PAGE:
“Ban the Box” is seeking for ex-felons to have the right to be employed. This is argued to be one of the most helpful ways to keep them from going back to prison. In fact, when authorities talk about unemployment among convicted ex-felons, they also allude to recidivism. Recidivism is the act of a person committing the same crime again. It is directly proportional to the unemployment cases among those who have been in prison.
Get A Job
The answer is clear: For those who were sentenced to jail, find yourself a job and contribute to the good of society. However, it is not as easy as it seems. An ex-felon has hurdles that other job applicants with no criminal records don’t have. This is where the “Ban The Box” cry comes in.
Whether Guilty or Not Guilty
In America, more than 70 million have landed on the list of people who have violated the law, but not every one of them has been convicted. Many in the list were just arrested for having been implicated in a criminal case one way or the other. The problem is that the very fact of being included in the list puts one in the same footing as ex-felons when it comes to finding a job. As soon as that person puts the check mark in that dreaded box, he or she becomes the last choice, or worse, his or her application quickly lands in the waste bin. Employers don’t even bother giving that person the chance to go through a proper job application in many situations.
Black and Hispanic Casualties
Black and Hispanic people in America are the ones who are suffering the most from this type of job employment discrimination. According to latest reports, 30% of Black Americans and 20% of Hispanic Americans have gone to prison at least once in their lifetime. On top of that, these minority communities are the most susceptible to unlawful arrest and unjust treatment by authorities. The negative impact of “boxing out” these people from having fair employment opportunities does not just affect them. It also extends to the communities to which they belong, and usually, these are the poorest communities that the United States has.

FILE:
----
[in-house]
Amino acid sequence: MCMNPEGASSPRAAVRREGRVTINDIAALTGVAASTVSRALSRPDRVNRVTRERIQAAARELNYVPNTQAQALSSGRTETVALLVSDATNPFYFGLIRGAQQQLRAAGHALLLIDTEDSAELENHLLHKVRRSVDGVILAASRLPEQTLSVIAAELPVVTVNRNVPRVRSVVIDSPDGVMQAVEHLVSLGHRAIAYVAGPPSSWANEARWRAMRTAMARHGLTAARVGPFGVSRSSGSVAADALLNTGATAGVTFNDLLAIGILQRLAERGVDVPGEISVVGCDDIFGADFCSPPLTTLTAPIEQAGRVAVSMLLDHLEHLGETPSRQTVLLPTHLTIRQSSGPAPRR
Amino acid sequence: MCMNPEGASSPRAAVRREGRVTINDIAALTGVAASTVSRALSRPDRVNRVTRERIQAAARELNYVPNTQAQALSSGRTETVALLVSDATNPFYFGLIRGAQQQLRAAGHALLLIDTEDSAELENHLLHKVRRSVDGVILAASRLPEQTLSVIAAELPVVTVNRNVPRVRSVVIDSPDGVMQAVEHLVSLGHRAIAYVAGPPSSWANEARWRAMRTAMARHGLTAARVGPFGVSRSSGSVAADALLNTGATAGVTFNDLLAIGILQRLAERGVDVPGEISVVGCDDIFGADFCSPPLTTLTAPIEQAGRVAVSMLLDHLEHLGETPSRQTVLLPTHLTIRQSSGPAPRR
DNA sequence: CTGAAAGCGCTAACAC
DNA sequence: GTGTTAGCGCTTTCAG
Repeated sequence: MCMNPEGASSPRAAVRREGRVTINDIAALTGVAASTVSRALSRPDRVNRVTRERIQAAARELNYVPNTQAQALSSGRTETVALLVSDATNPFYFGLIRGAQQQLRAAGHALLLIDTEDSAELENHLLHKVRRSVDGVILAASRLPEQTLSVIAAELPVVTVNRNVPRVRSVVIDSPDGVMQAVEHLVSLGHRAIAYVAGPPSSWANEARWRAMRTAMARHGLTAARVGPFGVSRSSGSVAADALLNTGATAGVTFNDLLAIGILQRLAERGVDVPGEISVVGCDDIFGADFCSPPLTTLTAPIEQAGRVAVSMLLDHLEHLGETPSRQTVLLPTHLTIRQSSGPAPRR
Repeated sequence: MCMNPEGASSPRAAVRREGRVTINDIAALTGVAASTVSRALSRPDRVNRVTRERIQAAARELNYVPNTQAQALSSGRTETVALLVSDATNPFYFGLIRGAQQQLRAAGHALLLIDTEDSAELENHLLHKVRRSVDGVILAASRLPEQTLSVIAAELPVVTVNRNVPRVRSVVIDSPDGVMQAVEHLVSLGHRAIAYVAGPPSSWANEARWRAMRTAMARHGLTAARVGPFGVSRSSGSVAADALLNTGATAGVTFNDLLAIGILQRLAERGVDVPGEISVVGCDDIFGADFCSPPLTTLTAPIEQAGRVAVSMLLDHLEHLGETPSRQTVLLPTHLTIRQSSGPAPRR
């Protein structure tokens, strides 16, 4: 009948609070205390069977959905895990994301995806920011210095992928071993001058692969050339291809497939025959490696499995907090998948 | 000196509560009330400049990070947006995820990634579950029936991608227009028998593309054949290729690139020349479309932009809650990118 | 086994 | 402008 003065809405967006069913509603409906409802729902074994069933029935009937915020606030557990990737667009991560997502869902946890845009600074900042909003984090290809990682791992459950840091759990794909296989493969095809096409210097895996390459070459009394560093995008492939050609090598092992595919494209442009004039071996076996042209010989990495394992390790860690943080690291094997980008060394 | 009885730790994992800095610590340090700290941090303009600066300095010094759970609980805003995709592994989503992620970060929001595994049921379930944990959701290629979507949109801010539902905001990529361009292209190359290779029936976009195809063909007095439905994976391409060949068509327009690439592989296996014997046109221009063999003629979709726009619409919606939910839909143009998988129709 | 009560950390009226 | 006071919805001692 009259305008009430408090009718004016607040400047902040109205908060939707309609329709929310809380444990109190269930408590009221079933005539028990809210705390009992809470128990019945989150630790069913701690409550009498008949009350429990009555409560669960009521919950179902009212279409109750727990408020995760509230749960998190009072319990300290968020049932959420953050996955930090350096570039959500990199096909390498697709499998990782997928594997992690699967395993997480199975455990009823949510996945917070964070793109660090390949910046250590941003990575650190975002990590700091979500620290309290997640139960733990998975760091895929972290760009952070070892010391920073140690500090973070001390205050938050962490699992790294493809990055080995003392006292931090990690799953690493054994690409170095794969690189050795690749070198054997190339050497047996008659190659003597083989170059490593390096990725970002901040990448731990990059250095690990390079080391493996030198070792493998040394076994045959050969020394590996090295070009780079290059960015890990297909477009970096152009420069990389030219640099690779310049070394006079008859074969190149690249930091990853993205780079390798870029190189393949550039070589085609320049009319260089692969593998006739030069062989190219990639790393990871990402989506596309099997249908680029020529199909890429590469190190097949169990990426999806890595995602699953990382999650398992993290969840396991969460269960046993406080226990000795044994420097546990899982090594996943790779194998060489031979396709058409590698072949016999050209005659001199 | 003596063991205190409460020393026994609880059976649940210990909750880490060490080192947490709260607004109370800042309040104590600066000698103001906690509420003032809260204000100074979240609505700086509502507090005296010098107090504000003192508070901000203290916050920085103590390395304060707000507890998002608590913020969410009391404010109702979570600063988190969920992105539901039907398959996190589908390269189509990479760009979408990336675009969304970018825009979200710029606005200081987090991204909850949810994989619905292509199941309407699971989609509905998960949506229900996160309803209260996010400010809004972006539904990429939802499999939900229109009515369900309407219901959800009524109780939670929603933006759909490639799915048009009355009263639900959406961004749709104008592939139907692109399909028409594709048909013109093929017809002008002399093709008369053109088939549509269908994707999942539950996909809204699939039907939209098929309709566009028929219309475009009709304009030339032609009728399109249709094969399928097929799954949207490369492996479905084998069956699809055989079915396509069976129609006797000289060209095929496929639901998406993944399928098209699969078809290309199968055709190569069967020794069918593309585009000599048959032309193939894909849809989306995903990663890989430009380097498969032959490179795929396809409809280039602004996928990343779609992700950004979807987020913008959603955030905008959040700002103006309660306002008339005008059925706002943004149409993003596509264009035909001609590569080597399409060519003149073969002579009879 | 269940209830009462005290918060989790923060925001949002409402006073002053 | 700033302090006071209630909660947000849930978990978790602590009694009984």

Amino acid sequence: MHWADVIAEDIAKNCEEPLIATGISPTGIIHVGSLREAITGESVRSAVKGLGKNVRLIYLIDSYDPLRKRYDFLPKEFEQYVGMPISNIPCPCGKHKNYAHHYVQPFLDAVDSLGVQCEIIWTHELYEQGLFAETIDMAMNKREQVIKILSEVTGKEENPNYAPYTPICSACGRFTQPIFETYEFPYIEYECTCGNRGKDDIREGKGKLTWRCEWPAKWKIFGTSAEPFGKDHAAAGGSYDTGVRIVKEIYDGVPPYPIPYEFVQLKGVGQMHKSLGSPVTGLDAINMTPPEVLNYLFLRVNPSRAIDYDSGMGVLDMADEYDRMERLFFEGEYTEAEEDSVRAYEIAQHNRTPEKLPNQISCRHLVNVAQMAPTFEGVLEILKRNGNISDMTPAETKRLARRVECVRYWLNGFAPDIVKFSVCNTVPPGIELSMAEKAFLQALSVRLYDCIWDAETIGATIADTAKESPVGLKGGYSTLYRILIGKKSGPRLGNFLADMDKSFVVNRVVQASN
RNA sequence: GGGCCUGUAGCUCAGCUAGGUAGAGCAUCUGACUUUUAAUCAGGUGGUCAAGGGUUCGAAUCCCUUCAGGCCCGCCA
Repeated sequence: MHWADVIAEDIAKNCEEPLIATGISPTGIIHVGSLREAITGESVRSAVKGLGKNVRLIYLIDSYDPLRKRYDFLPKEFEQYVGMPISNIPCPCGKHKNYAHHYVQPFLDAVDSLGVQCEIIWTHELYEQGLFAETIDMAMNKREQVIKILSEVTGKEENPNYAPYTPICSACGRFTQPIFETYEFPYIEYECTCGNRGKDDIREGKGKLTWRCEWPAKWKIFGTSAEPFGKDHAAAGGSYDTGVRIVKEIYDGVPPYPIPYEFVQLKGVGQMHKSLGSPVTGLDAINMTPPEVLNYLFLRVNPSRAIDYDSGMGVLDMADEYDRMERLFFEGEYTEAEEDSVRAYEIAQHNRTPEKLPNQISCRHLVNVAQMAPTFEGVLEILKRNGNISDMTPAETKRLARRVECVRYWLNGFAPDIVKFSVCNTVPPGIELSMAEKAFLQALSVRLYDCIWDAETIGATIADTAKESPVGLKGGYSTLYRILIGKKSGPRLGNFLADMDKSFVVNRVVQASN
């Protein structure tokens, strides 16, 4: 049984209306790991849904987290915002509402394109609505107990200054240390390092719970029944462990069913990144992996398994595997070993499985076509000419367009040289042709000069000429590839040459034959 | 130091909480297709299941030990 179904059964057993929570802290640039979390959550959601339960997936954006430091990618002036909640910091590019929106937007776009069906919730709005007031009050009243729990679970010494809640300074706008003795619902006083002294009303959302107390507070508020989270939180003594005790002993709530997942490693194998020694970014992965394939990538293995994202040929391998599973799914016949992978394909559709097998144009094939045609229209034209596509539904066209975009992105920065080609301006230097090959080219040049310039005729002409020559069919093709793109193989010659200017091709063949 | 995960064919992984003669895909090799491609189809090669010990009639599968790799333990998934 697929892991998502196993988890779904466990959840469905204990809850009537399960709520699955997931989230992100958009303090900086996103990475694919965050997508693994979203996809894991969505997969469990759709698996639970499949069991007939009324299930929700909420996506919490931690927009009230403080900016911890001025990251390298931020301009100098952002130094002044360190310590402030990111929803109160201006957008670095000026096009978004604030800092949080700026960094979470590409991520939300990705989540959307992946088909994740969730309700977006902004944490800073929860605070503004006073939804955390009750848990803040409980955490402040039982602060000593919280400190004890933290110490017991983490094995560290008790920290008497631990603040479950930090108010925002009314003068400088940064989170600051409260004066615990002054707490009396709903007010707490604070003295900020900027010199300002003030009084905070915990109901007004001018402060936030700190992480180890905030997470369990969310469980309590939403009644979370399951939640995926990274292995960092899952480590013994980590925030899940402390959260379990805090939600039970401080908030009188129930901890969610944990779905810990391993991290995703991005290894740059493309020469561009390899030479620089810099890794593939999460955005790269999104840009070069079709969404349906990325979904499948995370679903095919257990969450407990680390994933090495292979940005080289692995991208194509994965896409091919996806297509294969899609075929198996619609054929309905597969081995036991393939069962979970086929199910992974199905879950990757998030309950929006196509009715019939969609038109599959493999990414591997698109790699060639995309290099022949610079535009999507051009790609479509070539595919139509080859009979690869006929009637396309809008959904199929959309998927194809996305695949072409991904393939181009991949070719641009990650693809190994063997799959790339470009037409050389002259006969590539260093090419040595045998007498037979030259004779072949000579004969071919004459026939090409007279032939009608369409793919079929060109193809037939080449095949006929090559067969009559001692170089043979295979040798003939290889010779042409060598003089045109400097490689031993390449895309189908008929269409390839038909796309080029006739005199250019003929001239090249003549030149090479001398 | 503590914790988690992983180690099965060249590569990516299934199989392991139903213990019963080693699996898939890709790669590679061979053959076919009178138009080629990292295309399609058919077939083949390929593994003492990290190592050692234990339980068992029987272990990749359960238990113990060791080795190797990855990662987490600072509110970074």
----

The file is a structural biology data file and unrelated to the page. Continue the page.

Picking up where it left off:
Limited Opportunities for Thousands
The government and the public are experiencing a precarious situation resulting from the problem. As of latest assessments, around 38,000 people, who have not been proven to have committed a crime or have served some probationary time in prison, cannot work in the field of education, receive food stamps, or be granted access to public housing. The government doesn’t have to breathe a sigh of relief for releasing these people. Not yet. They are faced with the possibility of housing these people back to incarceration. Such a waste of money!
The “Ban the Box” Movement
Several states are now expanding the “ban the box” legislation to include private companies within their authority. Heading the movement are the states of New Jersey, Rhode Island, Minnesota, Massachusetts, Illinois, and Hawaii. Target and Wal-Mart have started banning the box and employing ex-prisoners. According to the latest count, 17 states have started either moving toward a total ban or a partial ban. Sadly, nothing is that promising in the state of Florida.
The Florida Movement
Only around 70 cities in Florida have introduced the “ban the box” legislation into its local versions. Discussions have started in Tampa and St. Petersburg. None of these movements can be considered significant, as only local employers apply the ban. The local ban disregards the background checking as well.
Job applicants in Florida are happy to skip the box checking, but skipping it does not guarantee fair and equal treatment. At the later part of the screening, employers are allowed to ask questions related to imprisonment experiences. Ex-felons must then have to admit the truth.
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